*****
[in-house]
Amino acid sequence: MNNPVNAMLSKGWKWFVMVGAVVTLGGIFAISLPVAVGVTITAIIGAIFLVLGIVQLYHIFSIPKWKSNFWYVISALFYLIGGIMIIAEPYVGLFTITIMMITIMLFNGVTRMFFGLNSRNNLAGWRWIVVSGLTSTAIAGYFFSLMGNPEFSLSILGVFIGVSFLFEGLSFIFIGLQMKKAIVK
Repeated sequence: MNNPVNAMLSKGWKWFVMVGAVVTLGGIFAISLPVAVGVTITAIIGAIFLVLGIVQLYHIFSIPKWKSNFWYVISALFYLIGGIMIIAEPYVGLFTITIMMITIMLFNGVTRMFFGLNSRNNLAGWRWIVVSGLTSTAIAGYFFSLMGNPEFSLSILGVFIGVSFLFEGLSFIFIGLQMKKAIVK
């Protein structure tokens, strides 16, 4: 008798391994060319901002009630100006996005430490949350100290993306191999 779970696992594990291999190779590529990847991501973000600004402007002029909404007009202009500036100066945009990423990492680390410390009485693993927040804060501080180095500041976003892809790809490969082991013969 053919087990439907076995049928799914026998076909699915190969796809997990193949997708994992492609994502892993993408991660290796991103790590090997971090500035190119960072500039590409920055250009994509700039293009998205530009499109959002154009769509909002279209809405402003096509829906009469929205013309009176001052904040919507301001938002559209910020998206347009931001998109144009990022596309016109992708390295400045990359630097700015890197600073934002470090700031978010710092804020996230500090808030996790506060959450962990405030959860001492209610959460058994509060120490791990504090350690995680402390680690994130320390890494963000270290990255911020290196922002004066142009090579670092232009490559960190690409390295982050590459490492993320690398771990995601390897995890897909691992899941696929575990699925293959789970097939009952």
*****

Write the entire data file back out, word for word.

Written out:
[in-house]
Amino acid sequence: MNNPVNAMLSKGWKWFVMVGAVVTLGGIFAISLPVAVGVTITAIIGAIFLVLGIVQLYHIFSIPKWKSNFWYVISALFYLIGGIMIIAEPYVGLFTITIMMITIMLFNGVTRMFFGLNSRNNLAGWRWIVVSGLTSTAIAGYFFSLMGNPEFSLSILGVFIGVSFLFEGLSFIFIGLQMKKAIVK
Repeated sequence: MNNPVNAMLSKGWKWFVMVGAVVTLGGIFAISLPVAVGVTITAIIGAIFLVLGIVQLYHIFSIPKWKSNFWYVISALFYLIGGIMIIAEPYVGLFTITIMMITIMLFNGVTRMFFGLNSRNNLAGWRWIVVSGLTSTAIAGYFFSLMGNPEFSLSILGVFIGVSFLFEGLSFIFIGLQMKKAIVK
């Protein structure tokens, strides 16, 4: 008798391994060319901002009630100006996005430490949350100290993306191999 779970696992594990291999190779590529990847991501973000600004402007002029909404007009202009500036100066945009990423990492680390410390009485693993927040804060501080180095500041976003892809790809490969082991013969 053919087990439907076995049928799914026998076909699915190969796809997990193949997708994992492609994502892993993408991660290796991103790590090997971090500035190119960072500039590409920055250009994509700039293009998205530009499109959002154009769509909002279209809405402003096509829906009469929205013309009176001052904040919507301001938002559209910020998206347009931001998109144009990022596309016109992708390295400045990359630097700015890197600073934002470090700031978010710092804020996230500090808030996790506060959450962990405030959860001492209610959460058994509060120490791990504090350690995680402390680690994130320390890494963000270290990255911020290196922002004066142009090579670092232009490559960190690409390295982050590459490492993320690398771990995601390897995890897909691992899941696929575990699925293959789970097939009952």